Timing Text: Mobile messaging on cue

June 16, 2005

Information Technology
By Monya Baker, Technology Review

Context: Some text messages, like birthday wishes or driving directions, make sense only in particular contexts. But cell phones send messages immediately, not when they are most timely. Younghee Jung, Per Persson, and Jan Blom of Nokia have now designed cell-phone software that lets senders dictate when and where their text messages should be delivered.

Methods and Results: Cell phones already track what time it is, where they are, and who has called recently. Jung and colleagues wrote software that monitors this information and withholds messages until certain delivery conditions are met. They designed a user interface that lets senders choose conditions such as time of day or a recipient's location. Finally, they loaded the software onto phones, gave them to seven Finnish teens, and monitored their use over several weeks. More than 10 percent of all sent messages used this "context-enhanced" delivery. Just over half of these were triggered by the recipient's location--in, say, the vicinity of a common rendezvous point. Most of the rest specified when a message should be delivered, and many were timed to reach friends when they were in between known engagements.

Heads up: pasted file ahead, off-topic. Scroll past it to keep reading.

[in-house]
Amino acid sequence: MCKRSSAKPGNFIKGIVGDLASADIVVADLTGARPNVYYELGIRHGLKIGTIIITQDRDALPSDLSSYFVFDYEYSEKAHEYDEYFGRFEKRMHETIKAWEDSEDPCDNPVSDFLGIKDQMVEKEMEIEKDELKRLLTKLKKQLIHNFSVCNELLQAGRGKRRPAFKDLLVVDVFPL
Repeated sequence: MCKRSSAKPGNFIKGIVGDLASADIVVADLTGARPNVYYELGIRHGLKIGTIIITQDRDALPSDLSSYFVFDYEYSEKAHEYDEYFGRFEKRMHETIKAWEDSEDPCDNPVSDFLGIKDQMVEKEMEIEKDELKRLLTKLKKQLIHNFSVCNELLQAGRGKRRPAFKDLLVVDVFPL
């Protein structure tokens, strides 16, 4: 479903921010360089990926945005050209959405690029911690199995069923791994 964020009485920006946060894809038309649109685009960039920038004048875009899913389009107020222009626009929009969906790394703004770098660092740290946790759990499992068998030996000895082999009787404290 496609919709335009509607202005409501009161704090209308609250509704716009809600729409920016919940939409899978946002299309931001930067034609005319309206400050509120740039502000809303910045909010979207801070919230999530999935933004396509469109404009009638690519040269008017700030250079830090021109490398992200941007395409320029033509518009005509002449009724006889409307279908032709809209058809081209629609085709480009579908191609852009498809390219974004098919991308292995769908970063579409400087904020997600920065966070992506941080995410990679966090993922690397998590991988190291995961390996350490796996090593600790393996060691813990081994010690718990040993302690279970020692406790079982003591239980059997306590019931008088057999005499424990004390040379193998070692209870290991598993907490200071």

Why It Matters: Context-specific delivery could change the way people use cell phones. However, the change could be as much a curse as a benefit. Although the teens' biggest complaint was that they couldn't be sure friends received their messages, the researchers haven't yet identified a way to verify delivery that protects the recipient's privacy. If a phone sends a confirmation when a message is read, it will also reveal where the recipient is. Vendors might also be tempted to send messages that would be delivered as users neared their shops' locations, creating a boom in text-message spam.

Source: Jung, Y., et al. 2005. DeDe: design and evaluation of a context-enhanced mobile messaging system. Paper presented at Conference on Human Factors in Computing Systems. April 2-7. Portland, OR.